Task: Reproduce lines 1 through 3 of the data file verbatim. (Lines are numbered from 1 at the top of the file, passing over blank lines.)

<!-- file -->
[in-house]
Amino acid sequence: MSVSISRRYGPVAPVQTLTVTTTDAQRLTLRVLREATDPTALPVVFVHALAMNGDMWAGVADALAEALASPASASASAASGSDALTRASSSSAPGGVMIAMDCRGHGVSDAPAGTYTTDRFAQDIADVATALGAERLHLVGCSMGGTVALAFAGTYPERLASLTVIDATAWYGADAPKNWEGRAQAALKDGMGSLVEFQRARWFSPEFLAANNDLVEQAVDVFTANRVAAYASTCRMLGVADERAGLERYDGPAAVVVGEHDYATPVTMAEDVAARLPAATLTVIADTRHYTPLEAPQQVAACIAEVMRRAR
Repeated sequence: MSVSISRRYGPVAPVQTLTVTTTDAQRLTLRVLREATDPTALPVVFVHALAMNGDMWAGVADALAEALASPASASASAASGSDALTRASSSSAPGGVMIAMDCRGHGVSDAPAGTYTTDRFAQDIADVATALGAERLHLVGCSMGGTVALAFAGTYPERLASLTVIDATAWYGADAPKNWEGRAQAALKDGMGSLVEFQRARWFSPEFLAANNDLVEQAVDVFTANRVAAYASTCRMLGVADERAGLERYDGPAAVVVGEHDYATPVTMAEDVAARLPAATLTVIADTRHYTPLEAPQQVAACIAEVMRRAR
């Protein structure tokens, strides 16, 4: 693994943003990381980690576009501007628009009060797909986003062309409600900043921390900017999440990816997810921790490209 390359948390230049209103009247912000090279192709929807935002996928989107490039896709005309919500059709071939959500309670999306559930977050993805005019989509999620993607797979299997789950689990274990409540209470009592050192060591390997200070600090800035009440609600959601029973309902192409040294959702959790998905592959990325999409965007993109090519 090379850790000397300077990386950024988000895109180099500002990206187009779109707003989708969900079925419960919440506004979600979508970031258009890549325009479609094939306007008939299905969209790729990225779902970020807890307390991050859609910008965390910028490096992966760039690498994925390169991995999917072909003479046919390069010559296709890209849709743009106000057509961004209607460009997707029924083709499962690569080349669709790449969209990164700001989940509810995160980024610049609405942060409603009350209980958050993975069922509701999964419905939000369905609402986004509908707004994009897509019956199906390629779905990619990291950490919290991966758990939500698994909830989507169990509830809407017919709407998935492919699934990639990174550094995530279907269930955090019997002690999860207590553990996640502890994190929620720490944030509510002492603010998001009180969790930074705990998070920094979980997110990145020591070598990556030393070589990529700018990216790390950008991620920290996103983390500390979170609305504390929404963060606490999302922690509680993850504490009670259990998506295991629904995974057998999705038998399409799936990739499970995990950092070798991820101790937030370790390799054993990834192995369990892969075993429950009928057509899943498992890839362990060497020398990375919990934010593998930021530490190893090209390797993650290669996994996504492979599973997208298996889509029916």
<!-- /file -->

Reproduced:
[in-house]
Amino acid sequence: MSVSISRRYGPVAPVQTLTVTTTDAQRLTLRVLREATDPTALPVVFVHALAMNGDMWAGVADALAEALASPASASASAASGSDALTRASSSSAPGGVMIAMDCRGHGVSDAPAGTYTTDRFAQDIADVATALGAERLHLVGCSMGGTVALAFAGTYPERLASLTVIDATAWYGADAPKNWEGRAQAALKDGMGSLVEFQRARWFSPEFLAANNDLVEQAVDVFTANRVAAYASTCRMLGVADERAGLERYDGPAAVVVGEHDYATPVTMAEDVAARLPAATLTVIADTRHYTPLEAPQQVAACIAEVMRRAR
Repeated sequence: MSVSISRRYGPVAPVQTLTVTTTDAQRLTLRVLREATDPTALPVVFVHALAMNGDMWAGVADALAEALASPASASASAASGSDALTRASSSSAPGGVMIAMDCRGHGVSDAPAGTYTTDRFAQDIADVATALGAERLHLVGCSMGGTVALAFAGTYPERLASLTVIDATAWYGADAPKNWEGRAQAALKDGMGSLVEFQRARWFSPEFLAANNDLVEQAVDVFTANRVAAYASTCRMLGVADERAGLERYDGPAAVVVGEHDYATPVTMAEDVAARLPAATLTVIADTRHYTPLEAPQQVAACIAEVMRRAR